We may never be 100% safe from terror attacks, but we could be closer to it

posted at 8:01 am on March 28, 2016 by Jazz Shaw

Between the numerous terror attacks in Europe this winter and the sporadic incidents here in the United States, it’s all too easy for Americans to come to think of this as the regrettable new normal in terms of how the world works. The daunting challenges we face in terms of identifying and stopping clandestine individuals bent on murder, mayhem and the disruption of civilization probably seem too great for us to ever achieve absolute security. It may be true that we will never stop every single attacker, but we also can’t afford to allow ourselves to be lulled into grim acceptance. I was reminded of this while reading Juliette Kayyem’s thought piece at the Washington Post this weekend with the somewhat disturbing title of, No, America isn’t 100 percent safe from terrorism. And that’s a good thing.

It’s a title which is no doubt intentionally provocative for the purpose of attracting clicks, but the essay contains much food for thought, both good and ill. After tackling the admittedly common question of whether or not Americans should make drastic changes to their lives and routines out of fear of the next terror attack, the “Security Mom” (the title of her upcoming book) praises the idea that America was founded as place where openness and freedom afford us nearly unlimited possibilities, but those freedoms come with a price.

The flow of people and things, the movement to and within cities, the congregation of the masses that makes our lives meaningful, whether at church or at Fenway Park, are inherently risky. Our system (a federal government with limited powers, mayors overseeing police departments, governors directing National Guards) wasn’t designed to produce a seamless shield against every conceivable threat. Every day, more than 2 million passengers board planes at U.S. airports. The movement of goods and services — the expectation that everything from airline tickets to groceries can be purchased with just a few mouse clicks — is our lifeline. We’ve traded a measure of safety for convenience. And in our America, there are sometimes monsters under the bed.

That’s a well written and laudable set of observations and I find myself in agreement. But at the same time, there’s a danger inherent such a sunny disposition. We can take that sort of thinking several bridges too far, as we find in this later paragraph:

Threats constantly change, yet our political discourse suggests that our vulnerabilities are simply for lack of resources, commitment or competence. Sometimes, that is true. But mostly we are vulnerable because we choose to be; because we’ve accepted, at least implicitly, that some risk is tolerable. A state that could stop every suicide bomber wouldn’t be a free or, let’s face it, fun one.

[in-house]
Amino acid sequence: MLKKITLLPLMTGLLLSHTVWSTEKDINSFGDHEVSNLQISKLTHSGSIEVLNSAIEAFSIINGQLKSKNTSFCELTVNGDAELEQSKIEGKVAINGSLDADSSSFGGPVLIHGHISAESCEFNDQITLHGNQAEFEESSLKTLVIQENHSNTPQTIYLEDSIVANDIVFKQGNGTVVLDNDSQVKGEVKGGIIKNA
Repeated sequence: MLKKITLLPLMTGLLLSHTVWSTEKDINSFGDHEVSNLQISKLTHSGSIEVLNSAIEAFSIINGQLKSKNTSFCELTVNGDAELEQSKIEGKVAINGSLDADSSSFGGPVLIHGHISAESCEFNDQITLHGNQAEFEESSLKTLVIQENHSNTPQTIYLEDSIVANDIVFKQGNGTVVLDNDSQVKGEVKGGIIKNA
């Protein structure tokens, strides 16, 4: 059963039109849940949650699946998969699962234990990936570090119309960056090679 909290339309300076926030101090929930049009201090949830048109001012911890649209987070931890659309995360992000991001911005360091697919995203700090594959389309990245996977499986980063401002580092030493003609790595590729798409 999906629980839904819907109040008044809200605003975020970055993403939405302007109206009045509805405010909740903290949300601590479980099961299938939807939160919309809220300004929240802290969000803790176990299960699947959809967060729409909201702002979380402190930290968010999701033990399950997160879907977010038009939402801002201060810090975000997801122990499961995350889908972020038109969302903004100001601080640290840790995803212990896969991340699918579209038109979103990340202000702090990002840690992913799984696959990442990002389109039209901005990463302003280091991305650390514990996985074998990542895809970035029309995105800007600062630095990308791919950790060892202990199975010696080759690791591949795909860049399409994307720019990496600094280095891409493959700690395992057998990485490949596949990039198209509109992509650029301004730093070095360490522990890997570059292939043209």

There is no question that some risk is “tolerable” but let’s not confuse that with being desirable. I suppose that a society where you have to wait in long TSA lines at the airport is a bit less “fun” (to borrow the author’s choice of words) but it’s a trade-off which we’ve settled on as being preferable to the minutes long, terminal ride to the ground which follows the sketchy person in row 38 blowing the tail off of our plane.

Such is the price of a completely seamless society… a concept which is now entirely extinct, assuming it ever existed at all. But what we need to avoid is a conflation of the ideas of a relatively free, open society for United States citizens within our own borders and the tendency toward extending that same attitude of openness to those who would cross our borders without permission. If it sounds like I’m arguing in favor of a double standard when it comes to citizens of the United States and non-citizens, that’s because I am. We neither have nor should we desire the power to establish and maintain the rights of everyone on the planet. (We face enough struggles just taking care of our own on that score.) Inside our borders we deserve and expect a relatively seamless society and freedom from an oppressive federal government boot heel on our necks. And once an intruder makes it into our country, that lack of control makes their job easier in terms of fomenting terror. But that doesn’t mean that we can’t do more to ensure we keep as many of the bad guys from making it through the door in the first place. And when it comes to those measures, we do have to offer some compromises in terms of our free wheeling attitudes.

As the world became smaller through advances in technology (dating back to the first sail powered, ocean going vessels) new problems arose with every stage of development. One of the biggest challenges humanity faced was the spread of devastating diseases which migrated from populations with inherent immunity to unprepared societies which were decimated. For a time, that became the new normal as well, but we fought back, improved our medical technology, and standardized our defenses. Today we have the ability to cut such biological threats off at the pass, such as we’ve done with great success against threats like the bird flu and Ebola. But that comes at a price in terms of scrutiny for travelers, intrusive questions from officials and even the possibility of quarantines at times. The alternative is too horrible to contemplate. We can – and should – adopt the same attitude toward any and all visitors seeking to cross our borders.

Does that make the country a bit less “fun” to travel around, as Kayyem might describe it? Possibly. But a repeat of the 1918 influenza pandemic wouldn’t be much of a hoot either.


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